Dr,, San Antonio. Texas 78209-1716, U.S.A.. FAX: 512-
828-5911).

26 June 1994- The American Ornithologists' Union, The
Cooper Ornithological Society, and The WUson Orni-
thological Society, joint meeting, University of Montana,
Missoula, Montana, U.S.A.

24-30'July 1994 Animal Behavior Society, University of
Washington, Seattle, Washington, U.S.A. (James C. Ha-,
Regional Primate Research Center, University of Washing-
ton, 1-421 Health Sciences Building, Seattle, Washington
98195, U.S.A.).

9-14 August 1994 6th Annual Society for Ecological
Restoration Conference, Lansing Community College.
Lansing, Michigan, U.S.A. (Roger Welch, Program Clhair,
Lansing Community College, 422 N. Washington Square,
Dept 31, Lansing, Michigan 48901, U.S.A.; Telephone:
517-483-9675).

12-18 August 1994 21st World Conference of the Inter-
national Council for Bird Preservation, "Global partner-
ship for bird conservation," Rosenheim, Germany.
(Bayerische AkademiefilrNaturschutzundLandschaftspflege
(ANL), ICBP World Conference, Postfach 1261, D-8229


21-27 August 1994 XXI International Ornithological
Congress, Hofburg, Vienna, Austria. (Interconvention,
Friedrichstrsse 7, A- 1450 Vienna, Austria. Telephone: +43-
1-586-7260).

14-16 October 1994 Joint Meeting, Association of Field
Ornithologists, Federation of New York State Bird Clubs,
Frost Valley Conference Center in the southern Catskills.
(Dr. Vazerie Freer, Science Department, Sullivan County
community College, Loch Sheldrake, New York 12759,
U.S.A.).

24-28 October 1994 III International Conference of
Ecological Economics. Costa Rica, (Organizing Commit-
tee, I ICEE, P.O. box 555,3000 Heredia, Costa Rica; FAX:
506-37-6868).

3-6 November 1994 Raptor Research Foundation An-
nual Meeting, Flagstaff. Arizona, U.S.A. (Patricia A. Hall.
Local Chairperson, 436 E. David Dr., Flagstaff, Arizona
86001, U.S.A.; Telephone: 602-774-0041).

9-12 November 1994 The 18th State Meeting of the
Colonial Waterbird Society, Shell Island Resort Hotel,
Wrightsville Beach. North Carolina. (James Kushlan, De-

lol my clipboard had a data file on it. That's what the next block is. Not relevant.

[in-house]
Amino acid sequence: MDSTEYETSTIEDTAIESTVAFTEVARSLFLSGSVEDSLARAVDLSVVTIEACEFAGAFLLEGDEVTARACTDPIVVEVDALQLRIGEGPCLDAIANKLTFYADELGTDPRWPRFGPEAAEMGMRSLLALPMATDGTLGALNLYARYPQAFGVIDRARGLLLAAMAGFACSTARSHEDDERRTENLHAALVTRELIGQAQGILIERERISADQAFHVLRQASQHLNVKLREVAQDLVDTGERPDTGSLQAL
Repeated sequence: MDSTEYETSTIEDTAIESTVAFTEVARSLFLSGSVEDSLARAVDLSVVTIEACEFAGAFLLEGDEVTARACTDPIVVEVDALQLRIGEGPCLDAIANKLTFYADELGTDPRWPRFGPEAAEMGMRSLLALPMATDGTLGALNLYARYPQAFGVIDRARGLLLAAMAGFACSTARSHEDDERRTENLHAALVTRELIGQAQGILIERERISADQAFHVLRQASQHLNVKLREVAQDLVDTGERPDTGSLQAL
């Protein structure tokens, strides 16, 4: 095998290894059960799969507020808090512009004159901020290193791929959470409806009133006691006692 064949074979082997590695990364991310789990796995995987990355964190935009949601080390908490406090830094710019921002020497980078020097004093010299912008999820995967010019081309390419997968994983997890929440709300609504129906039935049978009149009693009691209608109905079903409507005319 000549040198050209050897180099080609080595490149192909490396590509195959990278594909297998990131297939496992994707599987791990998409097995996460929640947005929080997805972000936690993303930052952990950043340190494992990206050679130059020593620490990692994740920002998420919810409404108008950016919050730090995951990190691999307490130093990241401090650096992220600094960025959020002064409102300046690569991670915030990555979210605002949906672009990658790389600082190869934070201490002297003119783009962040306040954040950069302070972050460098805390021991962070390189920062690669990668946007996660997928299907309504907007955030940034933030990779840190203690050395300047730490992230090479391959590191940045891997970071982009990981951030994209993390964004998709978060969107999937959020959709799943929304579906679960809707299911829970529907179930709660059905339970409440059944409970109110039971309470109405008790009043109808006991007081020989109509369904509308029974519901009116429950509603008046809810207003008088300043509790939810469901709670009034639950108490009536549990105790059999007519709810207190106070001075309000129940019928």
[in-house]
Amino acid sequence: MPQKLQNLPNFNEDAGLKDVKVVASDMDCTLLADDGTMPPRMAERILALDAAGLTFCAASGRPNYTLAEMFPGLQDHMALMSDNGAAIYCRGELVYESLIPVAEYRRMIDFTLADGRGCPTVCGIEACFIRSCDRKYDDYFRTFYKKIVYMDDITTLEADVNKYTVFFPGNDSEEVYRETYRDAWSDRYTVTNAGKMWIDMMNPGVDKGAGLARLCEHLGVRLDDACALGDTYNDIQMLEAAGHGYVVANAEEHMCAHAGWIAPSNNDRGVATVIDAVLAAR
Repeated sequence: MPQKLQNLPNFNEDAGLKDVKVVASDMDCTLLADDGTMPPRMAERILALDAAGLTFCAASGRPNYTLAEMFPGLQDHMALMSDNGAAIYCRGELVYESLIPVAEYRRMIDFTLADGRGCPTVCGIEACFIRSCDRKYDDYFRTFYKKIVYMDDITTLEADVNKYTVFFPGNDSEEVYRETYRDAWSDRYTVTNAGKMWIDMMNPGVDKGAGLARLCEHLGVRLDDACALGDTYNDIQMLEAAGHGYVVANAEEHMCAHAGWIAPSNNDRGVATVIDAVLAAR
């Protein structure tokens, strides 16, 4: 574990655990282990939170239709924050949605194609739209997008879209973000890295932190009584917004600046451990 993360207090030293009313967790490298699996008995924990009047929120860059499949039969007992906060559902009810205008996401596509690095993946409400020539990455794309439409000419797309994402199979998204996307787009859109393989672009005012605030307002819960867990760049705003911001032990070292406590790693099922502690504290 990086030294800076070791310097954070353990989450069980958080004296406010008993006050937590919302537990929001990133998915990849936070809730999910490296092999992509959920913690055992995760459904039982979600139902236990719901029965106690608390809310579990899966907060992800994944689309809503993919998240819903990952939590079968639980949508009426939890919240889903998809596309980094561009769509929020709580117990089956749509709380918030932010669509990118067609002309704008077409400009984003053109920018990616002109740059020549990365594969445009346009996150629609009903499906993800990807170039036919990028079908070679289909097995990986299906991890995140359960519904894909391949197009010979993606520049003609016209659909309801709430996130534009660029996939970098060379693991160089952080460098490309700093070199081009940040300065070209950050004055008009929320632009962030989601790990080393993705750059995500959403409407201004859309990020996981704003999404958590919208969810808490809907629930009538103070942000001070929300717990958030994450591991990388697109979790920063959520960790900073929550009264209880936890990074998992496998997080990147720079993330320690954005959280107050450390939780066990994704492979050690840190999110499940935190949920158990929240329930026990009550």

partment of Biology. University of Mis.issippirUniversity,
Mississippi 38677, U.S.A.; Telephone: 601-232-7203; FAX:
601-232-5144).

21-22 November 1994 Limnology and Waterfowl
(Monitoring, modeling, and m management Sopron,Hungary.
(J. Kerekes, Canadian Wildlife Service, Bedford Insitute of
Oceanography, P.O. Box 1006, Dartmouth, Nova Scotia,
Canada; Telephone: 902-426-6356; FAX: 902-426-7209).

5-11 August 1995 V Neotropical Ornithological Con-
gress, Asuncion, Paraguay. (Nancy Lopez de Kochalka, clo
Comit6 Organizador Local del V CON, Museo Nacional de
Historia Natural del Paraguay, Sucursal 19, Campus, Central
Xl, Paraguay, South America; Telephone: 595-21-505075).


El Pitirre 7(2)


MULallv (Corltilluud)


Page 7






IN MEMORIAL


GABRIEL LEWIS CHARLES, MIlE
1935-1993

Bom in the small east-coast village of Dennery, Gabriel Lewis Charles came From a fam ily with a long history of serving Saint
Lucia with dedication and pride. He was the son of James Charles, a Senator and Minister of Communications and Works
in the late Federation of the West Indies, and brother to George Charles. Saint Lucia's, first Chief Minister.

After leaving St. Mary's College in 1955, Gabriel joined the government service working for the Ministry of Agrictulture
as an Animal Husbandry Officer, stationed at Vieux Fort.

In 1956, seeking to broaden his horizons, Gabriel left SL Lucia for he United Kingdom. After trying his hand at a variety
of jobs. he answered a newspaper advertisement for Ithe position of Forest Worker in the Lake District.The next several years
saw Gabriel manning fire breaks, planting trees, and becoming an integral part or the region's social scene. He became an
indispensable part of the local cricket team, and wooed his way into 1he hearts of the local girls, eventually marrying one,
Margaret Carter, in 1962. Throughout his time in England, Gabriel strived to better himself academically and, in 1960, he
obtained a Diploma in Forestry from the Forest of Dean,

In 1961, Gabriel returned to the land of his birth and spent the next six years as a Forestry Assistant, with special